What are Advanced Care Directives and the Role of Living Wills in an Estate Plan?
4 min read

What are Advanced Care Directives and the Role of Living Wills in an Estate Plan?

What are Advanced Care Directives? What's the role of a living Will in an Estate Plan? This article provides the meaning and purpose of an advanced care directive. Along with how a living Will can benefit your Estate Plan, with the help of examples!

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Life is unpredictable, and unforeseen medical circumstances can arise at any time. In such situations, clear and legally binding instructions about your healthcare preferences can provide peace of mind for you and your loved ones. Advanced Care Directives, including Living Wills, are powerful tools that allow you to express your healthcare wishes when they may no longer be able to do so. In this article, we will explore the topic of Advanced Directives, with emphasis on how a Living Will can be a crucial part of your estate plan.

Advanced Directives

Advanced Care Directives are legal documents that outline an individual's healthcare preferences and treatment decisions in advance. These documents come into play when the person becomes unable to communicate their choices due to incapacitation or critical medical conditions. Advanced Directives empower people to maintain control over their medical care, even when they cannot actively participate in decision-making.

What is a Living Will?

The most common type of Advanced Directive is a Living Will. A Living Will type of advanced directive that focuses on end-of-life healthcare decisions. It allows you to provide instructions about the medical treatments you wish to receive or refuse if you have a terminal condition, are in a persistent vegetative state, or have similar situations where you cannot express your preferences to your physicians.

What You Can Include in a Living Will

A Living Will can address various medical decisions and preferences:

  • Life-Sustaining Treatments: You can specify whether you want to receive or refuse specific life-sustaining treatments, such as artificial respiration (ventilation), cardiopulmonary resuscitation (CPR), or artificial nutrition and hydration (tube feeding).

  • Pain Management: With a Living Will, you can state your preferences for pain management and comfort care. 

  • Organ Donation: Some Living Wills include instructions about organ donation preferences.

  • Spiritual and Religious Considerations: If your spiritual or religious beliefs influence your healthcare decisions, you can include these preferences in your Living Will.

What You Can't Include in a Living Will

While Living Wills are powerful tools for expressing end-of-life healthcare preferences, there are limitations to what they can cover:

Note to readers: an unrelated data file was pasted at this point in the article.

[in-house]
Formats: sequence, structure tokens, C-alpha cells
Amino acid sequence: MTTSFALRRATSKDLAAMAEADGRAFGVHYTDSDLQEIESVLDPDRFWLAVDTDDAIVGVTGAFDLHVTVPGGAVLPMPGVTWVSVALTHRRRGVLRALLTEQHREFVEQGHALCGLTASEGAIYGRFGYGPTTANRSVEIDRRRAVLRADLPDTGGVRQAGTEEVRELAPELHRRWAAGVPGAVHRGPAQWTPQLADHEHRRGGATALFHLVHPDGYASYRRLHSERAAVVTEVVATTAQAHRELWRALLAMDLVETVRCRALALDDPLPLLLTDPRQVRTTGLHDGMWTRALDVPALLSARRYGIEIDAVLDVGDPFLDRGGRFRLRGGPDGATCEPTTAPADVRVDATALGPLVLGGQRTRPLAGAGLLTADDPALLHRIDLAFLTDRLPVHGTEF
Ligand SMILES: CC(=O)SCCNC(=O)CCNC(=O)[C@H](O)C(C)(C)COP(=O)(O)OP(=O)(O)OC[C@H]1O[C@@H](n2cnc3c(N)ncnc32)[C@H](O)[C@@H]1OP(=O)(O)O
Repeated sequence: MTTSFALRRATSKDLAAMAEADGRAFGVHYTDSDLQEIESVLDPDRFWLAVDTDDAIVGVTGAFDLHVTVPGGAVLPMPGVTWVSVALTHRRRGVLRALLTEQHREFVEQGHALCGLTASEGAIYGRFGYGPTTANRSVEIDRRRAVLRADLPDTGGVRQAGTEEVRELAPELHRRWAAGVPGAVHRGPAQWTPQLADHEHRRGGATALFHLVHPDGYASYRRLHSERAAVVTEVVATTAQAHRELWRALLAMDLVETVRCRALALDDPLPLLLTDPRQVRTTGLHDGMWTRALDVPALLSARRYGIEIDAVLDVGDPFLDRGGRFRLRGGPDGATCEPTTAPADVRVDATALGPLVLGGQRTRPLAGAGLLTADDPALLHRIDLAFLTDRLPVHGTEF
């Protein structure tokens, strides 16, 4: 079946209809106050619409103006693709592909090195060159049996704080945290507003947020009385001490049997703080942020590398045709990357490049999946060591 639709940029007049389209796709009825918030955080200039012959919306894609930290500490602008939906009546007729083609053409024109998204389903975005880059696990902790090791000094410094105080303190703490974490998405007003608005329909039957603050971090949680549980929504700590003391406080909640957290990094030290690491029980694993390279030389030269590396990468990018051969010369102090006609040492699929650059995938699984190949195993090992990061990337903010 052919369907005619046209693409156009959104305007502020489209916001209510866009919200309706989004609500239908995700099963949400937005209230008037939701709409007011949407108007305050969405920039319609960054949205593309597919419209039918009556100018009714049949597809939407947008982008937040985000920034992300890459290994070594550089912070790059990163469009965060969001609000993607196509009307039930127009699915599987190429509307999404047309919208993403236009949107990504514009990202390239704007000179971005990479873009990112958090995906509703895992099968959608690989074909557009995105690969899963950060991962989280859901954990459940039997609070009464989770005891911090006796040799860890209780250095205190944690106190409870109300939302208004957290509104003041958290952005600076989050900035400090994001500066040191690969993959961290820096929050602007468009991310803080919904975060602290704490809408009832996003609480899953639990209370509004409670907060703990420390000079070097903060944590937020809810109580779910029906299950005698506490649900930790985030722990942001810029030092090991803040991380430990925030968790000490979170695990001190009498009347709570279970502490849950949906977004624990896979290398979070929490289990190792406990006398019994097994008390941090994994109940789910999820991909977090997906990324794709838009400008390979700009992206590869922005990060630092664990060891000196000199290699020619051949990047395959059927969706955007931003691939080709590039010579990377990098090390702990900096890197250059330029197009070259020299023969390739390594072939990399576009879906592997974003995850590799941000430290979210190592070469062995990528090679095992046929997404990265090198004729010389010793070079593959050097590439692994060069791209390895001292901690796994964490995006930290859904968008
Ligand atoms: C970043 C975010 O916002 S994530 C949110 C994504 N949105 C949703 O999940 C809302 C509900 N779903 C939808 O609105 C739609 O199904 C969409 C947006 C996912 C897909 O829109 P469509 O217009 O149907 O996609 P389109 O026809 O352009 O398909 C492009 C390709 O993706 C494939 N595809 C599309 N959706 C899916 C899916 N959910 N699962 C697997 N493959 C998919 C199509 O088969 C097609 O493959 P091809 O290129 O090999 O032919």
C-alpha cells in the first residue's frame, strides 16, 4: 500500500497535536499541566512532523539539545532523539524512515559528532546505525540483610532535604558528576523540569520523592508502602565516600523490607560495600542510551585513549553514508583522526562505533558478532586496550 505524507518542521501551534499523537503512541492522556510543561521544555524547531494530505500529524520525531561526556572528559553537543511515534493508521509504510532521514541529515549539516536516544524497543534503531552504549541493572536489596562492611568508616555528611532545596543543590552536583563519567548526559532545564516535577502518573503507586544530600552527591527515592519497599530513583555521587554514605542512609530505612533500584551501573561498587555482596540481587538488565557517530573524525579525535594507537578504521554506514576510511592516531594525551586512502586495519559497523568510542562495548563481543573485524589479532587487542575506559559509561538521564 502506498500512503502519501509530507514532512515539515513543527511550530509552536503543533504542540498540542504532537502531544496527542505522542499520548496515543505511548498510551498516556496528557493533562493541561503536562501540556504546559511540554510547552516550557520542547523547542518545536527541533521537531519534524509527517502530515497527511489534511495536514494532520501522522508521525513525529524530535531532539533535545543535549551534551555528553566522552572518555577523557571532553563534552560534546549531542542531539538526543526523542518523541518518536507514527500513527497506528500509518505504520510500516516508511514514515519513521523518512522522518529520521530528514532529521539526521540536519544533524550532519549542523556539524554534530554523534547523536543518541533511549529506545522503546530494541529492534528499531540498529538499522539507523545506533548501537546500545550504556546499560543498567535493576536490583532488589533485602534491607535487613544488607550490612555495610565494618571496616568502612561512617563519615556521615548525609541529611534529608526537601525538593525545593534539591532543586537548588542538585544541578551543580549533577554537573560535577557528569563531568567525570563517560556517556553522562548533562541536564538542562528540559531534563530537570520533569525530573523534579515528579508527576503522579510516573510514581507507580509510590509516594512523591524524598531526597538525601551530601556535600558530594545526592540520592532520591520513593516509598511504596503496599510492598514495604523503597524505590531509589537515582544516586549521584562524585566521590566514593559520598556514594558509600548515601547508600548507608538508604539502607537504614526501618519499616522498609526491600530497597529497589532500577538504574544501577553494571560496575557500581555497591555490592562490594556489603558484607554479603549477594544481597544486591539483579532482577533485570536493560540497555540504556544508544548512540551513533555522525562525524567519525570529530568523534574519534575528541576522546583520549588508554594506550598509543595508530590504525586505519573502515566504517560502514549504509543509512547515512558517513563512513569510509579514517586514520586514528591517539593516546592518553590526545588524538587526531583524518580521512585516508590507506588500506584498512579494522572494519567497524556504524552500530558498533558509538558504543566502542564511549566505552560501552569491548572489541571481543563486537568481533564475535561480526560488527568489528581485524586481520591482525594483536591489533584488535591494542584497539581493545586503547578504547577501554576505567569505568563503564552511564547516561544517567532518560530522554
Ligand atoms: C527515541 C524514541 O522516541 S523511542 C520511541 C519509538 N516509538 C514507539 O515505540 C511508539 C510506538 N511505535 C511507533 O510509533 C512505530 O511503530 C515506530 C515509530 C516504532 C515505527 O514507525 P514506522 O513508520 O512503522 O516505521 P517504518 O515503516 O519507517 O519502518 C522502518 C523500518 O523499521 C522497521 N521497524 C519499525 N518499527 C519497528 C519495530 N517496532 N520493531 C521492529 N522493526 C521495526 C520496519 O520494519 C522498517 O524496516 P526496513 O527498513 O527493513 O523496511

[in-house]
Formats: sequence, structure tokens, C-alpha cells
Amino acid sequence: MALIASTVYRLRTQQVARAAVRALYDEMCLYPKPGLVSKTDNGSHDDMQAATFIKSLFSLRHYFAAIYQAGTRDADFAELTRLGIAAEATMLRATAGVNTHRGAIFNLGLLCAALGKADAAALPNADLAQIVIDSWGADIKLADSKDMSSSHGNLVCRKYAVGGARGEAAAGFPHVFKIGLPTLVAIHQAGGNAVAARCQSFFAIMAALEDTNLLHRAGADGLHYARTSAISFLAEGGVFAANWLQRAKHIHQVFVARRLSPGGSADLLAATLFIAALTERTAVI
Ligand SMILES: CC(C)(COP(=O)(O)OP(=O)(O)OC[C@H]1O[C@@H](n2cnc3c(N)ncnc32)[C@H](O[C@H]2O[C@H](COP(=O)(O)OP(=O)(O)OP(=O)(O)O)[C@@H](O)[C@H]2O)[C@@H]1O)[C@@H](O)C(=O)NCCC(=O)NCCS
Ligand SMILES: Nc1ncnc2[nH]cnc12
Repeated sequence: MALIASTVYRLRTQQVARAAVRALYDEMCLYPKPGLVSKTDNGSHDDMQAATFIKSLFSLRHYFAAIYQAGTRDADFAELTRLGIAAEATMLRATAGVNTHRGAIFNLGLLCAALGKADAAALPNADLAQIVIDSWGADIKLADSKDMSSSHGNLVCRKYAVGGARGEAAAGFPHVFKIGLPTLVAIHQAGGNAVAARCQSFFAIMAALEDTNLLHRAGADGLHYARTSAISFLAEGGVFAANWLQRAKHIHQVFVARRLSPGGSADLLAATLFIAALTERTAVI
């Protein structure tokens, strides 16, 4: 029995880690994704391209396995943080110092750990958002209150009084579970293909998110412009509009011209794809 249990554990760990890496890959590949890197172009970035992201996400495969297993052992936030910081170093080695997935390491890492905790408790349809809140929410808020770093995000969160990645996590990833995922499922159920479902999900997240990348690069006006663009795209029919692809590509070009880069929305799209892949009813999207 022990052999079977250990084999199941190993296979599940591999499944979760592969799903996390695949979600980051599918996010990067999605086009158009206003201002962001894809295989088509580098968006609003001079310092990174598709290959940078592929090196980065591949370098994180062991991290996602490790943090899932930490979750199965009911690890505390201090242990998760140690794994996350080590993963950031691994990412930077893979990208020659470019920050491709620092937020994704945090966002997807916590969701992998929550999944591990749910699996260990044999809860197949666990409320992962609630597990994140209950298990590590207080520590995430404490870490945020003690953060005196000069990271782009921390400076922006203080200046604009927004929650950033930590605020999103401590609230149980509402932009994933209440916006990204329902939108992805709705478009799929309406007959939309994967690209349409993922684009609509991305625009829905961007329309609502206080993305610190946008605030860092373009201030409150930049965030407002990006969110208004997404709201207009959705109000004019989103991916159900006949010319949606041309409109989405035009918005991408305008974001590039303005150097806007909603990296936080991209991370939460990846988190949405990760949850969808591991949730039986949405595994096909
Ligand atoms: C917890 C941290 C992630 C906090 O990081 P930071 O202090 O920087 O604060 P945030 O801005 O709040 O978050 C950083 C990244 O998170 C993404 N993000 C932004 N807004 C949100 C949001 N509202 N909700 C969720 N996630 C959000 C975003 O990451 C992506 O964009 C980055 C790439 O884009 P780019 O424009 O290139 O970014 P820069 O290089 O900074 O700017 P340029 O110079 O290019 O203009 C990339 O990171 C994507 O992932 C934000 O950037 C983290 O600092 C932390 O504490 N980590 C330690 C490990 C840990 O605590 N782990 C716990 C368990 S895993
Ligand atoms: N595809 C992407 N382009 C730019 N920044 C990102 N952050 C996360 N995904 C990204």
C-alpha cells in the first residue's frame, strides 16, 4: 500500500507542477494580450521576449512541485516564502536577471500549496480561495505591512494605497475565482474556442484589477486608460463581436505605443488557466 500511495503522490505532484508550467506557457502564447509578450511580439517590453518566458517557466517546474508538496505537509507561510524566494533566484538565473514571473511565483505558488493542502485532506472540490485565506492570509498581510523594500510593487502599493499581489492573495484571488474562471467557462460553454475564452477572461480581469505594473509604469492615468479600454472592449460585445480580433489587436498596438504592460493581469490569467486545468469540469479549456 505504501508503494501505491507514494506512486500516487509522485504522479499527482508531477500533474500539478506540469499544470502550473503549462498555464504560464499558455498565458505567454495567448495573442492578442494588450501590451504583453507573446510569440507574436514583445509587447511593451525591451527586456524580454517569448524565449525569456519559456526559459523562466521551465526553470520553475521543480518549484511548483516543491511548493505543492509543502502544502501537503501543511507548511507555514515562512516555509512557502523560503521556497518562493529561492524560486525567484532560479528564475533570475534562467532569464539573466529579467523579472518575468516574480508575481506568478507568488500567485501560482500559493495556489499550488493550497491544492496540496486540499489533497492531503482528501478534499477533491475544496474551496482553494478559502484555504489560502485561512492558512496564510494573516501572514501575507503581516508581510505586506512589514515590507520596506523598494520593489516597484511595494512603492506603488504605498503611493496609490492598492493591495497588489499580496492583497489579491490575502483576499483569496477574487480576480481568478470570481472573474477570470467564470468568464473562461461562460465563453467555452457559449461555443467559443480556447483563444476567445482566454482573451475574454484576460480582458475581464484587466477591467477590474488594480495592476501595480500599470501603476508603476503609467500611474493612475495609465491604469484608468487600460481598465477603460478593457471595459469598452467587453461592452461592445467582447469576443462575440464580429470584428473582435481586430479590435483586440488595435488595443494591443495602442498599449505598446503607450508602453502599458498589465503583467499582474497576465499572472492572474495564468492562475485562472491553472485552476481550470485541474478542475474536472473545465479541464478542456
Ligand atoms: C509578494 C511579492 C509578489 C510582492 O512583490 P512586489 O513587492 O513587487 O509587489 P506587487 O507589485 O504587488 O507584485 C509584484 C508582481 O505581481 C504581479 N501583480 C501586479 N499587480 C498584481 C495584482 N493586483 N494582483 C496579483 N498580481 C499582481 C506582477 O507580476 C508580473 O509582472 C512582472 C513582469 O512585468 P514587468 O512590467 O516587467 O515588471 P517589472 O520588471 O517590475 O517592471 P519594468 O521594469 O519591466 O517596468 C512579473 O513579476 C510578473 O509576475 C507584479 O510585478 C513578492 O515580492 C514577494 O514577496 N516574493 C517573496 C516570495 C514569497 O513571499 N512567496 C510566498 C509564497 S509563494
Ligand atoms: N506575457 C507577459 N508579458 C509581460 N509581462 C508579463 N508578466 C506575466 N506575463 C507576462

• References to a Specific Diagnosis: A Living Will cannot provide instructions based on a specific medical diagnosis or condition that may be treatable. It is meant for broader end-of-life situations where a person is terminally ill.

  • Non-Medical Decisions: Living Wills are focused on medical treatments and decisions. They cannot address financial or legal matters, funeral arrangements, or the distribution of assets.

  • Management of Complex Medical Procedures: Living Wills may not cover complex medical procedures or treatments not typically associated with end-of-life care. It's essential to consult with a healthcare professional and an attorney to ensure your preferences are adequately documented. Often, you can use other Advanced Directives, such as Powers of Attorney or Health Care Proxy forms, to manage these situations.

  • Do-Not-Resuscitate (DNR) Orders: DNR Orders are not typically part of a Living Will. You must express your desire for a DNR order separately, specifying that you do not wish to be resuscitated if your heart stops or you stop breathing. This entails getting a physician to write that order and include it as part of your treatment plan.

Examples of Situations Where a Living Will is Valuable

  • Terminal Illness: When facing a terminal illness with no hope of recovery, a Living Will allows you to express your desire to avoid aggressive life-prolonging treatments you do not want. You also have the right to state that you want measures to keep you alive.

  • Persistent Vegetative State: If you are in a persistent vegetative state and unlikely to regain consciousness, a Living Will can specify your preferences regarding the use of life-sustaining treatments.

  • Incapacitation Due to Dementia: People who are worried about losing their cognitive abilities due to conditions like dementia or Alzheimer's may use a Living Will to outline their preferences for care and end-of-life decisions.

  • Avoiding Family Disputes: Having a Living Will in place can help prevent family disputes and reduce the burden on loved ones who may otherwise be forced to make difficult decisions on your behalf.

  • Peace of Mind: Many individuals create Living Wills as part of their comprehensive estate planning to ensure their medical choices align with their values and beliefs. They rest easier knowing that they have planned for every eventuality.

Make a Living Will Part of Your Estate Plan

A Living Will is a kind of Advanced Directive that empowers you to make informed decisions about your end-of-life healthcare. It provides a legal framework for expressing preferences for or against certain medical treatments when one is unable to communicate with one's physicians and loved ones. While Living Wills have specific limitations on what they cover, they offer invaluable guidance in challenging medical situations and help ensure a person's wishes are respected. Use FastWill to create a Living Will that aligns with your values and preferences.

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